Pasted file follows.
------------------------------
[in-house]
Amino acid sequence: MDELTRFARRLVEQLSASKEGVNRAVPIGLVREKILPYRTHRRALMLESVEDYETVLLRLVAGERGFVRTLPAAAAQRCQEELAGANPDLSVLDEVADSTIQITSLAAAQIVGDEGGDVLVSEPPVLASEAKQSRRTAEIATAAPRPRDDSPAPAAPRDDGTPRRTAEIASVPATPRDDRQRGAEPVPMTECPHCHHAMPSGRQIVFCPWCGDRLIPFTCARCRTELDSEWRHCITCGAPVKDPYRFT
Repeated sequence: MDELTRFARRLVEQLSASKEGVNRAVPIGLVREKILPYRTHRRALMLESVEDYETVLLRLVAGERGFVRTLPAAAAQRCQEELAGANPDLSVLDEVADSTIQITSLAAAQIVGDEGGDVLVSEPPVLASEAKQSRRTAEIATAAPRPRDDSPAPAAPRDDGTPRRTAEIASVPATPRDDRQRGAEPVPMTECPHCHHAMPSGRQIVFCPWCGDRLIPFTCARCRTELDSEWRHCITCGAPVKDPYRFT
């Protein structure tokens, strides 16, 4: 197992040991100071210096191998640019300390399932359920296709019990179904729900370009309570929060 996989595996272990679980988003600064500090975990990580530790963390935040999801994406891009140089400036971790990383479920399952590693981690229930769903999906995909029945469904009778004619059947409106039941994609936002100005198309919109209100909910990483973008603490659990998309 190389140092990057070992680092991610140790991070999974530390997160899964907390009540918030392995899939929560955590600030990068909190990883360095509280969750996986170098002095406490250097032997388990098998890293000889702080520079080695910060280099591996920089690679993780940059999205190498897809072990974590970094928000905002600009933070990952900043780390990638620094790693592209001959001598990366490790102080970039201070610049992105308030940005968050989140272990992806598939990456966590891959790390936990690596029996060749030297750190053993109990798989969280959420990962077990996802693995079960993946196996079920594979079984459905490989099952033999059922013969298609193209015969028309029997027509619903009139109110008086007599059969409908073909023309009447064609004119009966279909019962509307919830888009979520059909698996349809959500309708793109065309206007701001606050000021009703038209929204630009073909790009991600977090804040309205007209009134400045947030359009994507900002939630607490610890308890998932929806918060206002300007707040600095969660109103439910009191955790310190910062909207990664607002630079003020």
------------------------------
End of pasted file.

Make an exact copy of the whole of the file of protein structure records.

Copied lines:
[in-house]
Amino acid sequence: MDELTRFARRLVEQLSASKEGVNRAVPIGLVREKILPYRTHRRALMLESVEDYETVLLRLVAGERGFVRTLPAAAAQRCQEELAGANPDLSVLDEVADSTIQITSLAAAQIVGDEGGDVLVSEPPVLASEAKQSRRTAEIATAAPRPRDDSPAPAAPRDDGTPRRTAEIASVPATPRDDRQRGAEPVPMTECPHCHHAMPSGRQIVFCPWCGDRLIPFTCARCRTELDSEWRHCITCGAPVKDPYRFT
Repeated sequence: MDELTRFARRLVEQLSASKEGVNRAVPIGLVREKILPYRTHRRALMLESVEDYETVLLRLVAGERGFVRTLPAAAAQRCQEELAGANPDLSVLDEVADSTIQITSLAAAQIVGDEGGDVLVSEPPVLASEAKQSRRTAEIATAAPRPRDDSPAPAAPRDDGTPRRTAEIASVPATPRDDRQRGAEPVPMTECPHCHHAMPSGRQIVFCPWCGDRLIPFTCARCRTELDSEWRHCITCGAPVKDPYRFT
């Protein structure tokens, strides 16, 4: 197992040991100071210096191998640019300390399932359920296709019990179904729900370009309570929060 996989595996272990679980988003600064500090975990990580530790963390935040999801994406891009140089400036971790990383479920399952590693981690229930769903999906995909029945469904009778004619059947409106039941994609936002100005198309919109209100909910990483973008603490659990998309 190389140092990057070992680092991610140790991070999974530390997160899964907390009540918030392995899939929560955590600030990068909190990883360095509280969750996986170098002095406490250097032997388990098998890293000889702080520079080695910060280099591996920089690679993780940059999205190498897809072990974590970094928000905002600009933070990952900043780390990638620094790693592209001959001598990366490790102080970039201070610049992105308030940005968050989140272990992806598939990456966590891959790390936990690596029996060749030297750190053993109990798989969280959420990962077990996802693995079960993946196996079920594979079984459905490989099952033999059922013969298609193209015969028309029997027509619903009139109110008086007599059969409908073909023309009447064609004119009966279909019962509307919830888009979520059909698996349809959500309708793109065309206007701001606050000021009703038209929204630009073909790009991600977090804040309205007209009134400045947030359009994507900002939630607490610890308890998932929806918060206002300007707040600095969660109103439910009191955790310190910062909207990664607002630079003020």